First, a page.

Live Review: Funny Women Final, Bloomsbury Theatre, London, WC1

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The fourth act in this year's Funny Women Stage Award final, Charlie George, commented soon after coming onstage that "No-one is straight any more." She had clearly being watching from the wings or chatting to her fellow finalists as almost all of this year's Funny Women final line-up were either gay, bisexual, transsexual or pansexual. It's probably a reflection of both the comedy world and the "real" world and good to see that people can be open and honest about their sexuality at a time when society also feels like it is in danger of becoming more closed.

First up was the only double act of the night. Shelf – Rachel WD and Ruby Clyde – kicked off proceedings with a nifty little song about how a boyfriend called Ned had turned one of them gay. It was clever and catchy and also the first time I had seen a comedian make a palindrome joke since Demetri Martin over a decade ago. Their second routine – a jokey attempt at doing a "heterosexual" sketch was less successful, but the chemistry between them was definitely there, as was plenty of potential.

Second act Helena Langdon came on to a huge enthusiastic cheer which was in stark contrast to her very dry deadpan humour. There were still plenty of laughs to be had though from her jokes about being the obligatory gay one in a large family and how it was impossible to define when exactly dusk is. This was a well-constructed set with some inventive set-ups and call-backs. The writing was strong but maybe the intentional flatness of the performance put her at a disadvantage judging-wise compared to more lively acts on the night...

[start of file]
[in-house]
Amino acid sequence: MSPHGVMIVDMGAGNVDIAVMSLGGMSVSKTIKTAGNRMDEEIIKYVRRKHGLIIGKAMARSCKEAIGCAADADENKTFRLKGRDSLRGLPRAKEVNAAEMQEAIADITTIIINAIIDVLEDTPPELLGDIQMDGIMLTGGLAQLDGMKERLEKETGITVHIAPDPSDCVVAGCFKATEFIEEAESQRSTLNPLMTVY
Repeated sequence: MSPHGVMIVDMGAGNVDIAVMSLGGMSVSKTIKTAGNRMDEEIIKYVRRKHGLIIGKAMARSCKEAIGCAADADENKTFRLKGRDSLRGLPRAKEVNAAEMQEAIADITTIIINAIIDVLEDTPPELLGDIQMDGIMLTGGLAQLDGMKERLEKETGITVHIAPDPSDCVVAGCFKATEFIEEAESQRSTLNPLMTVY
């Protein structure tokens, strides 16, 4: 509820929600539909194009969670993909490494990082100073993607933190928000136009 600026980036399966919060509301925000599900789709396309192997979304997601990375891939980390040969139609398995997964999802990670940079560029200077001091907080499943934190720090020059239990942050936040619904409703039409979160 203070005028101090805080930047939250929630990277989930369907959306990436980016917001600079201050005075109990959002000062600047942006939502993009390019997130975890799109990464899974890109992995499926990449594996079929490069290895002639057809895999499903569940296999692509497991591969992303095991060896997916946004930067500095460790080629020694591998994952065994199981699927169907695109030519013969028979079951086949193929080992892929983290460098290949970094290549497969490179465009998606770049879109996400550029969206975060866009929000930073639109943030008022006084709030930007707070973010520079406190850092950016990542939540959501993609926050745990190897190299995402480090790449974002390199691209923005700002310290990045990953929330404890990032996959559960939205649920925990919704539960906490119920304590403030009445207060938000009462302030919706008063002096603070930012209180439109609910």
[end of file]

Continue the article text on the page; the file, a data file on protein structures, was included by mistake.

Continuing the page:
...Such as Liz Guterbock, who had a more easily marketable personality. The London-based Californian was quick to find the humour in subjects ranging from her surname to the lack of tumble dryers in the UK (the latter was news to me, but she did make her point with conviction). Guterbock also had a great definition of her bisexuality being like a Muller Corner, more complicated than merely 50/50.

The aforementioned Charlie George has already been popping up in other competition finals recently and took another step towards success coming third in this one. She's certainly got a great back story – Jehovah's Witness mum and selling The Watchtower as a child, Anglo-Indian, brought up in and bored by Swindon – she just needs to find her own voice. Each time I see her she is slightly different. There seemed to be a Russell Brand swagger last time, this time I spotted the rhythms and cadences of Sara Pascoe. Not bad comedy role models at all, of course.

Sian Davies recently made waves in an article in the Guardian championing working class comedy – she is behind the initiative Best In Class to support working class voices at the Edinburgh Fringe. After starting off with a self-mocking gag about her appearance she delivered a very entertaining set that may not have broken any artistic barriers but certainly went down very well. Davies had some lovely lines about hitting middle age and finding you suddenly prefer a different flavour of crisps and a strong running gag was about how she was hooked on DIY. It's not always fair to make comedy comparisons, but somehow she reminded me of a cross between Peter Kay and Zoe Lyons and came a well-deserved second.

Review continues here.


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